SMEs showing more signs of distress than big firms


Small and medium-sized firms are currently having a tougher time of things than big businesses when it comes to generating revenue, new research has indicated.

Insolvency trade body R3 recently polled more than 500 organisations and found that 29% of SMEs had seen quarterly and yearly reductions in sales, compared to 6% of big businesses.

It classifies SMEs as companies with a turnover below £20m.

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The research also revealed that more than a third of SMEs are experiencing decreased profits compared to 19% of big businesses.

“The Government has created a number of schemes to support SMEs, as they are vital to the health of the economy but they need more help to survive this difficult economic environment,” said
R3 president Frances Coulson.

“However, it is clear that many SMEs are not financially robust enough to withstand the economic pressure. Either more support is needed in 2012 to enable a real recovery or some businesses will inevitably fail rather than continue to limp along, damaging competition,” he added.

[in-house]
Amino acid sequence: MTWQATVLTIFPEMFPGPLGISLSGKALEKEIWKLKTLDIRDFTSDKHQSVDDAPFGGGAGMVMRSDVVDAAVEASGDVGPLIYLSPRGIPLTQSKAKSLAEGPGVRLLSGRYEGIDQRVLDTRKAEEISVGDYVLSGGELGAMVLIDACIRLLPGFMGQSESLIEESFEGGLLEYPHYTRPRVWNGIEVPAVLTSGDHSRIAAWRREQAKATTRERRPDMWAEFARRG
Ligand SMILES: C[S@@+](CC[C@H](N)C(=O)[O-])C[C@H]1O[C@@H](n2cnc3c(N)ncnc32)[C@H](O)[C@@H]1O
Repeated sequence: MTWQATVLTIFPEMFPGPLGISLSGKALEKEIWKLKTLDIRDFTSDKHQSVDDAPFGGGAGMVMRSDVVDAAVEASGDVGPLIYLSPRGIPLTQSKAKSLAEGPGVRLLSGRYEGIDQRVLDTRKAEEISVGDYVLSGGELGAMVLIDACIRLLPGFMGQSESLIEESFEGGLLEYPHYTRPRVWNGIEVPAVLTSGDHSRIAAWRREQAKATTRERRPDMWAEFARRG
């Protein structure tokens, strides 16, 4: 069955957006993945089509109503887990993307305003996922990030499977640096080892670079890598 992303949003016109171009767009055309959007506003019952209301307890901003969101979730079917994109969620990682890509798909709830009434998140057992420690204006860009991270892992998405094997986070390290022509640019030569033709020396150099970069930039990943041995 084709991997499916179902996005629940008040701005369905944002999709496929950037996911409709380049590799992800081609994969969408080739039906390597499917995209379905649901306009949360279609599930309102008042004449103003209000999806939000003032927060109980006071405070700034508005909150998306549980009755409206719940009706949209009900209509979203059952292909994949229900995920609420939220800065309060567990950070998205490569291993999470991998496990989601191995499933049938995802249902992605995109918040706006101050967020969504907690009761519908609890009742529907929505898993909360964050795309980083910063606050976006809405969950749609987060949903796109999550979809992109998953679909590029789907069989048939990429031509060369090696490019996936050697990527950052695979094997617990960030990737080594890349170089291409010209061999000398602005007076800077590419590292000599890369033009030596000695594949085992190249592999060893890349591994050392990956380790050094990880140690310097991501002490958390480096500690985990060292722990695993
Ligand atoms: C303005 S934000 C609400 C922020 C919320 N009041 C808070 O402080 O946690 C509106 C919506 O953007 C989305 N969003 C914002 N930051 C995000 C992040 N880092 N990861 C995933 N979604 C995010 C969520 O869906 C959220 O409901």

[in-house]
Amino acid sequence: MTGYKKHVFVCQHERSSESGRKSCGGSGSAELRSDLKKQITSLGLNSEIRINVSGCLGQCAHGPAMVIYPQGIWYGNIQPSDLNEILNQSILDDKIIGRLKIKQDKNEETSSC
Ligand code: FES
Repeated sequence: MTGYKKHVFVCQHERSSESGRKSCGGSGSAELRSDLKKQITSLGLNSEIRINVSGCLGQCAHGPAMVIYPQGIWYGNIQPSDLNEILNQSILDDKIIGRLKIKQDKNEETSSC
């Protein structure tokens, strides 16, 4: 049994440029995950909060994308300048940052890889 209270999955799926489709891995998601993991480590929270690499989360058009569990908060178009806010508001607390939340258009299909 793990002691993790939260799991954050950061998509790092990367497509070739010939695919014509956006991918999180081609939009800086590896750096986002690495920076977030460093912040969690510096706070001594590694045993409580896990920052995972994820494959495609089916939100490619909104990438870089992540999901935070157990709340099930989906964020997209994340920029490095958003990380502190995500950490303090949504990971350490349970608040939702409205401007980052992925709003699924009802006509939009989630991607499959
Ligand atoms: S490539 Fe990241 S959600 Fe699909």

Across the board, fewer businesses (58%) are feeling signs of distress. This is down by 10 percentage points on last quarter (68%) and significantly lower than December 2010, when over three quarters (77%) of businesses reported feeling signs of distress.

Coulson says these figures could suggest “the calm before the storm” as traditionally businesses don’t fail in the middle of a recession, but when the economy is recovering.

“The ‘insolvency lag’ we have seen in previous recessions is slower to materialise this time around, and traditionally insolvencies increase during the recovery phase,” he said. “This is because a company’s financial outlook starts to improve and creditors stand to achieve greater returns than they would during the downturn. Furthermore, changes in the policies of lenders and the government could force ‘a clear out of the system’, but whether this will happen in 2012 is doubtful.”

Tags : businessinsolvencymarketsmall businessesSMEs
Andrew Seymour

The author Andrew Seymour

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